Commercial rent arrears recovery (CRAR)

The following Property Disputes practice note provides comprehensive and up to date legal information covering:

  • Commercial rent arrears recovery (CRAR)
  • Right to recover rent
  • Leases and premises
  • Rent recoverable
  • Recovery from sub-tenant
  • Who can exercise CRAR?
  • Enforcement agents
  • Notice to the tenant
  • Giving notice
  • Effect of notice
  • More...

Commercial rent arrears recovery (CRAR)

Coronavirus (COVID-19): During the current pandemic, legislation and changes to practice and procedure in the courts and tribunals have been introduced, which affect the following:

  1. proceedings for possession

  2. forfeiture of business leases on the grounds of non-payment of rent

  3. a landlord's right to exercise Commercial Rent Arrears Recovery (CRAR) and enforcement agents taking control of goods

  4. service of various notices to recover possession of residential properties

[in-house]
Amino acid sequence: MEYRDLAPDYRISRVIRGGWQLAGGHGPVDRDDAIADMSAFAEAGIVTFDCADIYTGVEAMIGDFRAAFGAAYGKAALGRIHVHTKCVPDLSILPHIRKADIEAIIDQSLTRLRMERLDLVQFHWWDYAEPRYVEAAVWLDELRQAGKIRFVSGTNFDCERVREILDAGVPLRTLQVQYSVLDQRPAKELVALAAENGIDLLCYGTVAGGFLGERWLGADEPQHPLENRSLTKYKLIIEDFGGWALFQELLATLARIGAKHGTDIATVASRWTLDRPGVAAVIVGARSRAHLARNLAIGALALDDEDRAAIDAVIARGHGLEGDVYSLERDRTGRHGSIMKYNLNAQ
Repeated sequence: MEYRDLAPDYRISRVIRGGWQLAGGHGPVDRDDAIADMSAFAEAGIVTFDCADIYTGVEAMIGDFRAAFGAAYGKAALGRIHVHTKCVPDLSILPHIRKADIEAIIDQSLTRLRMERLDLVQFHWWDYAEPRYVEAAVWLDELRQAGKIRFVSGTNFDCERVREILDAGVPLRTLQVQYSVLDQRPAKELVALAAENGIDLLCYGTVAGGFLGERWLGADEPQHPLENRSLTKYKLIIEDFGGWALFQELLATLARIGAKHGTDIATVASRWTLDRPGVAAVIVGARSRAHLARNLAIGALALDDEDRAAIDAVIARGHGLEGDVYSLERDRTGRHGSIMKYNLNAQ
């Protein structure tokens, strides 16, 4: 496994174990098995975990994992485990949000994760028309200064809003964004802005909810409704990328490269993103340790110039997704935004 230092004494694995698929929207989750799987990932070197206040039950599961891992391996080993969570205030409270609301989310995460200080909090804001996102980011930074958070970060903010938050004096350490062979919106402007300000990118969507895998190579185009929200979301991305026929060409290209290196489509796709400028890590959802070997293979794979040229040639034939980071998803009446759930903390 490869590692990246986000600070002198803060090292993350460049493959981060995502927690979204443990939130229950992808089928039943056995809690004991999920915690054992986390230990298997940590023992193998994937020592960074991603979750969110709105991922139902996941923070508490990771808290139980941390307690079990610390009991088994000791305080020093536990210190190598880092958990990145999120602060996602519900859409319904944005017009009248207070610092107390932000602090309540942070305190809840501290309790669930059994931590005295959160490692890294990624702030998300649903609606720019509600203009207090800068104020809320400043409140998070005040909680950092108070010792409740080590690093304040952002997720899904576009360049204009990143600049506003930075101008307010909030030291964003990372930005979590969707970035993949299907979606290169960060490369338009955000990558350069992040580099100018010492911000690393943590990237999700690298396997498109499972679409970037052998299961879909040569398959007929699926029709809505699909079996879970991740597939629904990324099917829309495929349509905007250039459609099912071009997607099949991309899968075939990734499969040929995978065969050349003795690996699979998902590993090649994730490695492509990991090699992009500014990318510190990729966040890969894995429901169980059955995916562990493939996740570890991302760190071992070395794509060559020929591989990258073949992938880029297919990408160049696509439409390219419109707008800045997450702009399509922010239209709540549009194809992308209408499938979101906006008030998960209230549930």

5. practice and procedure in the First-tier Tribunal (Property Chamber) and Upper Tribunal (Lands Chamber)

  6. insolvency legislation of both a permanent and temporary nature

For further information and guidance, see: Coronavirus (COVID-19)—implications for property.

Right to recover rent

The commercial rent arrears recovery (CRAR) regime allows landlords to seize a tenant’s goods from the demised premises in order to recover unpaid rent. It replaced the old common law right to levy distress, and is more strictly regulated than the old regime in that (among other things) it requires the use of enforcement agents and tenants must be given notice in advance.

CRAR also allows landlords to recover rent from sub-tenants, by serving notice requiring them to pay rent direct to the landlord, rather than the tenant (replacing the notice which could previously be served on a sub-tenant, pursuant to the Law of Distress Amendment Act 1908). See Recovery from sub-tenant below.

Exercising CRAR will waive any right to forfeit

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